The novelettes in Paranoia Tango were inspired by the paranoia I’m seeing in our society. In fact, most of my writing has been reflecting that lately. The kind of conspiracy theories that used to be mostly underground have taken center stage. The internet has managed to give legitimacy to the kind of thinking that not long ago was openly mocked, and with good reason. The world is secretly run by reptilian aliens, or Satan-worshiping witches, or the Illuminati, or the Greys—a disturbing number of people actually believe these things. The President of the United States has expressed his admiration for Alex Jones, probably the world’s most successful conspiracy pusher. This is a man who claims the Sandy Hook shooting and the Boston Marathon bombings were staged events using actors, who claimed that President Obama was the “global head” of Al-Qaeda, that the government is chemically turning children into homosexuals in order to stop and then reverse population growth, that the Illuminati is planning to exterminate two-thirds of the population, among many other batshit-crazy things. So far in 2017, Jones’s website has averaged 6.2 million unique visitors every month according to Newsweek, and now he’s been endorsed by the president of the United States. I think that’s scarier than anything I could write. On top of that, talk radio is filled with shows that discuss these bizarre theories as if they are proven fact. Fear and paranoia have become favorite pastimes. Personally, I don’t understand it because I do not enjoy those feelings, even a little.
We have people in space, we’ve conquered diseases that used to wipe out entire populations, we’re carrying highly advanced technology around in our pockets, but for some reason, a lot of people seem to be shedding reason and knowledge like a snake shedding its skin. They’re embracing theories that seem to be nothing short of symptoms of mental illness. Maybe the earth is flat, maybe the moon landing was faked. I find that troubling and it’s been dominating my thoughts, and, as a result, my fiction.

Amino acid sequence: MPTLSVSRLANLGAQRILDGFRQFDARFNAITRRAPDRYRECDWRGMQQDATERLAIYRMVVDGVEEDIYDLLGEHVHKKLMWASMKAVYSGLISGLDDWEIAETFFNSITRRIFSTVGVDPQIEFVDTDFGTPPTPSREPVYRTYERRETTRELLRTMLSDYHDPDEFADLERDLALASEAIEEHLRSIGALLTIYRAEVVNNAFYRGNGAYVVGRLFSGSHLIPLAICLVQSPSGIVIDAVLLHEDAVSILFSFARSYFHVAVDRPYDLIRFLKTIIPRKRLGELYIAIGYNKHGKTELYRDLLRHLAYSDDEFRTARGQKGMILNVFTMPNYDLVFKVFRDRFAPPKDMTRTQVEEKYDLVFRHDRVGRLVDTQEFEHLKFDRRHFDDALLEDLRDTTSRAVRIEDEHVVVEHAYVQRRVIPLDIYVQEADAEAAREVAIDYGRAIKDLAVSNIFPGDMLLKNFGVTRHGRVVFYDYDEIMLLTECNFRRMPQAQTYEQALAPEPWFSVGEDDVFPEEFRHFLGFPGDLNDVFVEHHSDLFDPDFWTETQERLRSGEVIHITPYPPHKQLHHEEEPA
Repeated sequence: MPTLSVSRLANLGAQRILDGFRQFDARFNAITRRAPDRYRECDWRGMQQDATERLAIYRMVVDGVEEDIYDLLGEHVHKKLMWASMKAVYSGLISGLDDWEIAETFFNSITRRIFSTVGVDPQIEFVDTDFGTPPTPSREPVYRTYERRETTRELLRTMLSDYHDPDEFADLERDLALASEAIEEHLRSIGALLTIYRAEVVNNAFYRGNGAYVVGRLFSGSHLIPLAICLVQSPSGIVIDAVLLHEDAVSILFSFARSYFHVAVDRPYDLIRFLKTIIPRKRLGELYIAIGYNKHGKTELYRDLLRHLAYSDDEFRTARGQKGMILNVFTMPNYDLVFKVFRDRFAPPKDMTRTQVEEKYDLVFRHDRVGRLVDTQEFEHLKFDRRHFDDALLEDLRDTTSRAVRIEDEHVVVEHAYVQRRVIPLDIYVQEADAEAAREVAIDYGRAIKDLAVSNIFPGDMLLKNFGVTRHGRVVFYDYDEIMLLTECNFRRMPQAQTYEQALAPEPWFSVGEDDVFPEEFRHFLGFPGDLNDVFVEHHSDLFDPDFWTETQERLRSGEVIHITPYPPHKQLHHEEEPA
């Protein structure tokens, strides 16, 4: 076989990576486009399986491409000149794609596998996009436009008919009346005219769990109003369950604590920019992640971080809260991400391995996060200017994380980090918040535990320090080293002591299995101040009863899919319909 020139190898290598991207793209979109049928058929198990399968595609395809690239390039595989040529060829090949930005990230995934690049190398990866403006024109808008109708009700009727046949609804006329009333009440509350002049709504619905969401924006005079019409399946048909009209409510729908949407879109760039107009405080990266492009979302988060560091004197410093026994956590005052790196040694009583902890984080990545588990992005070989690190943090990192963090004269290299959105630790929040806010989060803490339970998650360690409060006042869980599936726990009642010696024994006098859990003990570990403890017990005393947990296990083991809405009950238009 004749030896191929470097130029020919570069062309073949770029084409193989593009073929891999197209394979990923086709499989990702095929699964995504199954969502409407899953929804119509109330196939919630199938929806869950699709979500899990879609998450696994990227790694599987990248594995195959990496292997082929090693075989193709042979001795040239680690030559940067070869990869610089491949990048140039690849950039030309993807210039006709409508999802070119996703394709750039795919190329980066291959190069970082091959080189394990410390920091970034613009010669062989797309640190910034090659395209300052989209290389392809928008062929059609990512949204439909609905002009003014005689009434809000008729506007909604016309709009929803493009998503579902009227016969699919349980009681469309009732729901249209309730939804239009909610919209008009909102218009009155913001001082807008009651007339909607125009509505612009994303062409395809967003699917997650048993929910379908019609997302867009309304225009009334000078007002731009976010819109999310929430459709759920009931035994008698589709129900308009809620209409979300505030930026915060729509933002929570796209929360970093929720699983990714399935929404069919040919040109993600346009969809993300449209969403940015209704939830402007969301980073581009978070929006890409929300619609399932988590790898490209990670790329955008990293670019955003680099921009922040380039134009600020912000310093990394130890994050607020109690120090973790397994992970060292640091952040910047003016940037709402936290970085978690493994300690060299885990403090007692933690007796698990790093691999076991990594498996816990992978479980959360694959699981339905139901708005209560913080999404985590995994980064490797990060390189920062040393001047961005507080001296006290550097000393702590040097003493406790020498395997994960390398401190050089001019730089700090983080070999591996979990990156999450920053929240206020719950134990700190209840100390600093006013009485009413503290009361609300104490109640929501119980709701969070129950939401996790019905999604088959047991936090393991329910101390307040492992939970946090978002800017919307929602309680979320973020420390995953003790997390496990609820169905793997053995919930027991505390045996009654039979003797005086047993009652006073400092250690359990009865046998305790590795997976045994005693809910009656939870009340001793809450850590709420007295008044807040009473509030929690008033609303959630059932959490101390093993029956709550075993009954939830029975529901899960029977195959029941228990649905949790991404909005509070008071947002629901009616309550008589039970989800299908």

Fiona: To craft your works, do you have to travel? Before or during the process?
I have traveled to do research, but the internet has made that less necessary.
Fiona: Who designed the covers?
I’ll have to get back to that question. I don’t know.
Fiona: Is there a message in your novel that you want readers to grasp?
Oh, good grief, no! I write to entertain. I’m not opposed to someone finding something in a piece to take away from it, but my only concern when writing a story is telling a good story, manipulating my readers’ emotions, and showing them a good time. I have no messages.
I’m sure that some readers will see someone they know in “Lizard Man Dispatches,” someone who sees a conspiracy in everything. Someone once said of Alex Jones that he can’t fart without uncovering a conspiracy of bean producers. These days, people who harbor those beliefs are much more comfortable giving voice to them, so I’m sure readers will recognize that. If they find any messages, though, they were entirely unintended.
Fiona: Are there any new authors that have grasped your interest? Who is your favorite writer, and what is it about their work that really strikes you?
When most people hear the word “horror,” they think of horror movies, which is unfortunate. There’s so much talent in the horror genre that I can’t keep up with it. I think my favorite new writer is Ed Kurtz, whose novel The Rib from Which I Remake the World blew me out of the water because of its seemingly effortless blend of different kinds of horror, as well as noir. His novel The Forty-Two, set in the grindhouse world of vintage Times Square, is the best noir I’ve read in a while, and his dark western novella A Wind of Knives is enraging and heartbreaking. I have not read all of his work yet, but everything I have read has been unique, unpredictable, and infused with a sense of melancholy. I can’t praise his work enough.